Compensation: finally, we need to clarify who pays when things go wrong, since new technologies not only generate great benefits but also impose significant burdens and harms. Amazon’s Alexa recently told a ten-year-old girl to touch a live plug with a penny, encouraging the girl to do what could potentially lead to severe burns or even the loss of an entire limb.[1] Fortunately, the girl’s mother heard Alexa’s suggestion, intervened, and made sure her daughter stayed safe.
But when responsibility brings people into conversation like that, it also protects against the threats to social sustainability. Responsibility demands equality and thus opposes discrimination. Responsibility demands mutual respect and thus opposes injustice. And responsibility demands conversation and thus opposes polarisation. But what can we actually do about it? To make a start, I suggest that we publicly discuss and determine three aspects of responsibility in the use of new technologies:
Blame: we need to determine what kind of answer we expect from people, and under what conditions those answerable should face blame or legal punishment. What are the standards that developers and users of new technologies ought to live up to, and who bears the burden of proof? Responsibility and Sustainability
Written by Maximilian Kiener
Answerability: ahead of time, we need to determine who is under an obligation to explain what and to whom. For instance, what exactly is it about products like Alexa that Amazon ought to be able to explain to the victims of harm or society at large?
The ABC of Responsible Use of Technology
But what if the girl had been hurt? Who would have been responsible: Amazon for creating Alexa, the parents for not watching their daughter, or the licensing authorities for allowing Alexa to enter the market?
Such questions of responsibility are very difficult to answer. When we use new technologies, such as AI, we may know, in principle, that Alexa can come up with bad ideas, that autonomous cars can hit pedestrians, and that medical AI can misdiagnose patients. But we cannot know when exactly these things happen, why they happen, and how to guard against them. Often, we’re simply unable to avert harm. So, on what grounds should we then be responsible?
Unfortunately, we cannot just set aside the questions of responsibility. We need clarity, or otherwise we fail to use of AI sustainably. The general idea about sustainability is this: it is about how we can satisfy the needs that people have today without frustrating the needs that will exist tomorrow. Often, the environment comes to mind: environmental sustainability asks how we can use natural resources so that our planet also remains a habitable place for future generations. The Question of Responsibility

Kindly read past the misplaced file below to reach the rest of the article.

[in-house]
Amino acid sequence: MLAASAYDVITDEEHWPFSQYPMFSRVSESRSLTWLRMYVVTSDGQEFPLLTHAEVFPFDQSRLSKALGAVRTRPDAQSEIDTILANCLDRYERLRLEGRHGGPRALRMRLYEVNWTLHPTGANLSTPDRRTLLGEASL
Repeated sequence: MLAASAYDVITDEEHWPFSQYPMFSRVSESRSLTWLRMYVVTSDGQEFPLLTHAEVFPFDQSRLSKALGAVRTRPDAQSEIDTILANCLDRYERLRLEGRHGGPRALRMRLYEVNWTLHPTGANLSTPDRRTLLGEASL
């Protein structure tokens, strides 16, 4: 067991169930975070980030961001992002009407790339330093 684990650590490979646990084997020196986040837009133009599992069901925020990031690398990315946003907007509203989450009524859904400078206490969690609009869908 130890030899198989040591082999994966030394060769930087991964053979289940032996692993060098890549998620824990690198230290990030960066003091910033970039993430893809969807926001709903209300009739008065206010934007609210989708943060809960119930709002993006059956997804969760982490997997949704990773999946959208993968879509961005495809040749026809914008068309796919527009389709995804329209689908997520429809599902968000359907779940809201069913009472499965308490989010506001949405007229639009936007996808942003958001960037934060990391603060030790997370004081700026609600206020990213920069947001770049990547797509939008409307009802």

This is where responsibility comes in. The core idea about responsibility lies in its very name: response-ability is about giving responses or answers, and it concerns the conditions under which people are obliged to do so. A responsible person is one who can be asked to answer, explain, or justify their conduct to others. If you’re responsible in this sense, it may still be inappropriate to blame or punish you, at least when you have a good explanation. But in any case, you owe it to others that you give that explanation and potentially also apologise.
This is not to say the responsibility, as answerability, is the magic cure against threats to social sustainability. There is more we need to do, for sure. But it shows that responsibility can play an important role in ensuring the socially sustainable use of new technologies. And for this reason, we should not take the topic lightly.
This type of responsibility is like a conversation. It brings together those who caused harm and those who suffered harm. What is more, it requires that people commit to certain moral values: to respect each other as moral equals in that conversation, mutually to recognise their standpoints and interests, and maybe even to make amends in the end.
[1] But sustainability has a social dimension too: social sustainability asks how we can create societal structures that not only satisfy our interests today but also help people to live a good life, respect each other, and enjoy peace tomorrow. The greatest threats to social sustainability are polarisation, discrimination, inequality, and injustice. And by now, we know that some of the latest technologies have the tendency to create or at least exacerbate these threats.

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